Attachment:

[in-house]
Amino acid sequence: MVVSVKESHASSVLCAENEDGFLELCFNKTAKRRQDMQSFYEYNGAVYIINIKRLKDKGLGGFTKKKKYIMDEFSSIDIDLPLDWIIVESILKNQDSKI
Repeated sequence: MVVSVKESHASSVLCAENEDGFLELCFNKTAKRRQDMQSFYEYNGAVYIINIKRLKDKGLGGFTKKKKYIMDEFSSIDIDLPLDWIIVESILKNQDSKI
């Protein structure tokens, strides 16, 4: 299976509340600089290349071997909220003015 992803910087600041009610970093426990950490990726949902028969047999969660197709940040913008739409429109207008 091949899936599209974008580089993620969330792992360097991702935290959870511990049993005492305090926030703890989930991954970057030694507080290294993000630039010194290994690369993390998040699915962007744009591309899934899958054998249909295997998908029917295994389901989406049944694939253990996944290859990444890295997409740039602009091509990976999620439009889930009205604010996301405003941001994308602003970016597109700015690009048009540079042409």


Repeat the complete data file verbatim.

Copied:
[in-house]
Amino acid sequence: MVVSVKESHASSVLCAENEDGFLELCFNKTAKRRQDMQSFYEYNGAVYIINIKRLKDKGLGGFTKKKKYIMDEFSSIDIDLPLDWIIVESILKNQDSKI
Repeated sequence: MVVSVKESHASSVLCAENEDGFLELCFNKTAKRRQDMQSFYEYNGAVYIINIKRLKDKGLGGFTKKKKYIMDEFSSIDIDLPLDWIIVESILKNQDSKI
């Protein structure tokens, strides 16, 4: 299976509340600089290349071997909220003015 992803910087600041009610970093426990950490990726949902028969047999969660197709940040913008739409429109207008 091949899936599209974008580089993620969330792992360097991702935290959870511990049993005492305090926030703890989930991954970057030694507080290294993000630039010194290994690369993390998040699915962007744009591309899934899958054998249909295997998908029917295994389901989406049944694939253990996944290859990444890295997409740039602009091509990976999620439009889930009205604010996301405003941001994308602003970016597109700015690009048009540079042409």